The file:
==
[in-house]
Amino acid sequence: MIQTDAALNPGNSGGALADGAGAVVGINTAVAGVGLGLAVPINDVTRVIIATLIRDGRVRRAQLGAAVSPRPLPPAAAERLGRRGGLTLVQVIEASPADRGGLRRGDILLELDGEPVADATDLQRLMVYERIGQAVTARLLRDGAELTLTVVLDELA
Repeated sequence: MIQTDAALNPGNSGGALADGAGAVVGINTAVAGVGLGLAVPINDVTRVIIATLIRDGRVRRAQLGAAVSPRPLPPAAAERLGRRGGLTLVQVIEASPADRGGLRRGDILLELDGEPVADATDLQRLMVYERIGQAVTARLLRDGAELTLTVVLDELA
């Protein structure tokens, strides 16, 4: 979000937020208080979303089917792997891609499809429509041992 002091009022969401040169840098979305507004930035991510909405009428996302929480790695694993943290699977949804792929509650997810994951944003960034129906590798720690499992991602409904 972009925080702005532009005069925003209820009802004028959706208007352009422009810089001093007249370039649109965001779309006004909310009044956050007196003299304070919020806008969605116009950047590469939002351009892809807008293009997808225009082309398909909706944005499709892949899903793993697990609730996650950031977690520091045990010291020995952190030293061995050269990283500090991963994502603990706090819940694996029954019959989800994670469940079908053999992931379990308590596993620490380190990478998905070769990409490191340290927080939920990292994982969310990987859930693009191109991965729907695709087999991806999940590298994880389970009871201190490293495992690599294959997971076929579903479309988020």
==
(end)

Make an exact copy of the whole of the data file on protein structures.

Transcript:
[in-house]
Amino acid sequence: MIQTDAALNPGNSGGALADGAGAVVGINTAVAGVGLGLAVPINDVTRVIIATLIRDGRVRRAQLGAAVSPRPLPPAAAERLGRRGGLTLVQVIEASPADRGGLRRGDILLELDGEPVADATDLQRLMVYERIGQAVTARLLRDGAELTLTVVLDELA
Repeated sequence: MIQTDAALNPGNSGGALADGAGAVVGINTAVAGVGLGLAVPINDVTRVIIATLIRDGRVRRAQLGAAVSPRPLPPAAAERLGRRGGLTLVQVIEASPADRGGLRRGDILLELDGEPVADATDLQRLMVYERIGQAVTARLLRDGAELTLTVVLDELA
């Protein structure tokens, strides 16, 4: 979000937020208080979303089917792997891609499809429509041992 002091009022969401040169840098979305507004930035991510909405009428996302929480790695694993943290699977949804792929509650997810994951944003960034129906590798720690499992991602409904 972009925080702005532009005069925003209820009802004028959706208007352009422009810089001093007249370039649109965001779309006004909310009044956050007196003299304070919020806008969605116009950047590469939002351009892809807008293009997808225009082309398909909706944005499709892949899903793993697990609730996650950031977690520091045990010291020995952190030293061995050269990283500090991963994502603990706090819940694996029954019959989800994670469940079908053999992931379990308590596993620490380190990478998905070769990409490191340290927080939920990292994982969310990987859930693009191109991965729907695709087999991806999940590298994880389970009871201190490293495992690599294959997971076929579903479309988020």